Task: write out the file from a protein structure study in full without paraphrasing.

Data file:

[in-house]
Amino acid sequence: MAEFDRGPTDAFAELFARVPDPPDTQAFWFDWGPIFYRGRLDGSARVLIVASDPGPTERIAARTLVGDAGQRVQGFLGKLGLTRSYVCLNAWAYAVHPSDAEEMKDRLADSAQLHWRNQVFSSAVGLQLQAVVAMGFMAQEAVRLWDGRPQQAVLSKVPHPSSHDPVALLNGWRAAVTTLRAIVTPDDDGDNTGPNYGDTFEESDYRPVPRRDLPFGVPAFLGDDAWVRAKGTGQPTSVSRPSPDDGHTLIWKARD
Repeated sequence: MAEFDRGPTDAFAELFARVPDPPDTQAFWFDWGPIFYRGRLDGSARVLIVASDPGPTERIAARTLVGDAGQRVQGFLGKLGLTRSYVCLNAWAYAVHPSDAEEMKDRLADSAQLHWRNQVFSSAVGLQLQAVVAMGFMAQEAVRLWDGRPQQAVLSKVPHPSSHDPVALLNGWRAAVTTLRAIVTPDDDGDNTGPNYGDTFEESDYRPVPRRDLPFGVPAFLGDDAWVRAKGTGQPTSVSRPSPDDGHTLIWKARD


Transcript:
[in-house]
Amino acid sequence: MAEFDRGPTDAFAELFARVPDPPDTQAFWFDWGPIFYRGRLDGSARVLIVASDPGPTERIAARTLVGDAGQRVQGFLGKLGLTRSYVCLNAWAYAVHPSDAEEMKDRLADSAQLHWRNQVFSSAVGLQLQAVVAMGFMAQEAVRLWDGRPQQAVLSKVPHPSSHDPVALLNGWRAAVTTLRAIVTPDDDGDNTGPNYGDTFEESDYRPVPRRDLPFGVPAFLGDDAWVRAKGTGQPTSVSRPSPDDGHTLIWKARD
Repeated sequence: MAEFDRGPTDAFAELFARVPDPPDTQAFWFDWGPIFYRGRLDGSARVLIVASDPGPTERIAARTLVGDAGQRVQGFLGKLGLTRSYVCLNAWAYAVHPSDAEEMKDRLADSAQLHWRNQVFSSAVGLQLQAVVAMGFMAQEAVRLWDGRPQQAVLSKVPHPSSHDPVALLNGWRAAVTTLRAIVTPDDDGDNTGPNYGDTFEESDYRPVPRRDLPFGVPAFLGDDAWVRAKGTGQPTSVSRPSPDDGHTLIWKARD